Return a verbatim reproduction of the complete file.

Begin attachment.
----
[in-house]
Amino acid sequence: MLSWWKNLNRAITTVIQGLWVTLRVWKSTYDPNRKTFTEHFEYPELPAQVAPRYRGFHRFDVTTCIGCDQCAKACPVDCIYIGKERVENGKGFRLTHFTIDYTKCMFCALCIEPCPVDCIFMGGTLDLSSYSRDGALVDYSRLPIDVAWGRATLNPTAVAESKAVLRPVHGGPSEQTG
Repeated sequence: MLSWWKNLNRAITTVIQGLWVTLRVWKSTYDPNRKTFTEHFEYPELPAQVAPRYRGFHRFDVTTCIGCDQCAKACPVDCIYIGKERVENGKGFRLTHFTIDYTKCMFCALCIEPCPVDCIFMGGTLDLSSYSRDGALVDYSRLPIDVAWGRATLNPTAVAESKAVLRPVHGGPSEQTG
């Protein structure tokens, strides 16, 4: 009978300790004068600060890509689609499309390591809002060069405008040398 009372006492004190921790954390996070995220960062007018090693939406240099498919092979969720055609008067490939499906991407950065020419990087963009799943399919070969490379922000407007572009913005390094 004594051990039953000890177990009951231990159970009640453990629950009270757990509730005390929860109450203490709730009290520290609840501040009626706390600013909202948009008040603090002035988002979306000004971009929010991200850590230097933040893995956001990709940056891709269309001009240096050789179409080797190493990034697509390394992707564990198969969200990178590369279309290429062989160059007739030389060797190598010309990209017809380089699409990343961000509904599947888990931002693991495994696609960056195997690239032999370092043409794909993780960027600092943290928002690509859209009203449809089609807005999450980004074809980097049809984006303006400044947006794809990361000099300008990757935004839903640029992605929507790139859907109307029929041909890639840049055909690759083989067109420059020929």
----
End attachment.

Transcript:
[in-house]
Amino acid sequence: MLSWWKNLNRAITTVIQGLWVTLRVWKSTYDPNRKTFTEHFEYPELPAQVAPRYRGFHRFDVTTCIGCDQCAKACPVDCIYIGKERVENGKGFRLTHFTIDYTKCMFCALCIEPCPVDCIFMGGTLDLSSYSRDGALVDYSRLPIDVAWGRATLNPTAVAESKAVLRPVHGGPSEQTG
Repeated sequence: MLSWWKNLNRAITTVIQGLWVTLRVWKSTYDPNRKTFTEHFEYPELPAQVAPRYRGFHRFDVTTCIGCDQCAKACPVDCIYIGKERVENGKGFRLTHFTIDYTKCMFCALCIEPCPVDCIFMGGTLDLSSYSRDGALVDYSRLPIDVAWGRATLNPTAVAESKAVLRPVHGGPSEQTG
């Protein structure tokens, strides 16, 4: 009978300790004068600060890509689609499309390591809002060069405008040398 009372006492004190921790954390996070995220960062007018090693939406240099498919092979969720055609008067490939499906991407950065020419990087963009799943399919070969490379922000407007572009913005390094 004594051990039953000890177990009951231990159970009640453990629950009270757990509730005390929860109450203490709730009290520290609840501040009626706390600013909202948009008040603090002035988002979306000004971009929010991200850590230097933040893995956001990709940056891709269309001009240096050789179409080797190493990034697509390394992707564990198969969200990178590369279309290429062989160059007739030389060797190598010309990209017809380089699409990343961000509904599947888990931002693991495994696609960056195997690239032999370092043409794909993780960027600092943290928002690509859209009203449809089609807005999450980004074809980097049809984006303006400044947006794809990361000099300008990757935004839903640029992605929507790139859907109307029929041909890639840049055909690759083989067109420059020929």